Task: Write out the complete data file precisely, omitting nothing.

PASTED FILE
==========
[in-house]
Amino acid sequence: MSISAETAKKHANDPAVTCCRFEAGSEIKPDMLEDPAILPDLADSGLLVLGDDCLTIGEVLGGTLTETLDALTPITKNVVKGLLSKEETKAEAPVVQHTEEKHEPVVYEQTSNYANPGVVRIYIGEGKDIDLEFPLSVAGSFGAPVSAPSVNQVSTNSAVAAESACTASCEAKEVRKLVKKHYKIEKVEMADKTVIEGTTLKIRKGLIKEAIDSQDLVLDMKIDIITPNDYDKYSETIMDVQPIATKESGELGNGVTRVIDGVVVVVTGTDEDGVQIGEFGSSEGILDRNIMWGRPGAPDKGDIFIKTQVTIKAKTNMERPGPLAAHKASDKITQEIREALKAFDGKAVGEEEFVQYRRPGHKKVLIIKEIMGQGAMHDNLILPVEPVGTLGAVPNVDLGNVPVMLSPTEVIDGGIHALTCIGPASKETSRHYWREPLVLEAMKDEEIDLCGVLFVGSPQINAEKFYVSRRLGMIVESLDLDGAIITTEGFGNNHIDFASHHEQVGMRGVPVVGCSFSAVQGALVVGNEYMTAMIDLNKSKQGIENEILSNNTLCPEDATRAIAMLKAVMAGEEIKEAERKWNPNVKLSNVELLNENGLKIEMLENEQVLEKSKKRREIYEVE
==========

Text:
[in-house]
Amino acid sequence: MSISAETAKKHANDPAVTCCRFEAGSEIKPDMLEDPAILPDLADSGLLVLGDDCLTIGEVLGGTLTETLDALTPITKNVVKGLLSKEETKAEAPVVQHTEEKHEPVVYEQTSNYANPGVVRIYIGEGKDIDLEFPLSVAGSFGAPVSAPSVNQVSTNSAVAAESACTASCEAKEVRKLVKKHYKIEKVEMADKTVIEGTTLKIRKGLIKEAIDSQDLVLDMKIDIITPNDYDKYSETIMDVQPIATKESGELGNGVTRVIDGVVVVVTGTDEDGVQIGEFGSSEGILDRNIMWGRPGAPDKGDIFIKTQVTIKAKTNMERPGPLAAHKASDKITQEIREALKAFDGKAVGEEEFVQYRRPGHKKVLIIKEIMGQGAMHDNLILPVEPVGTLGAVPNVDLGNVPVMLSPTEVIDGGIHALTCIGPASKETSRHYWREPLVLEAMKDEEIDLCGVLFVGSPQINAEKFYVSRRLGMIVESLDLDGAIITTEGFGNNHIDFASHHEQVGMRGVPVVGCSFSAVQGALVVGNEYMTAMIDLNKSKQGIENEILSNNTLCPEDATRAIAMLKAVMAGEEIKEAERKWNPNVKLSNVELLNENGLKIEMLENEQVLEKSKKRREIYEVE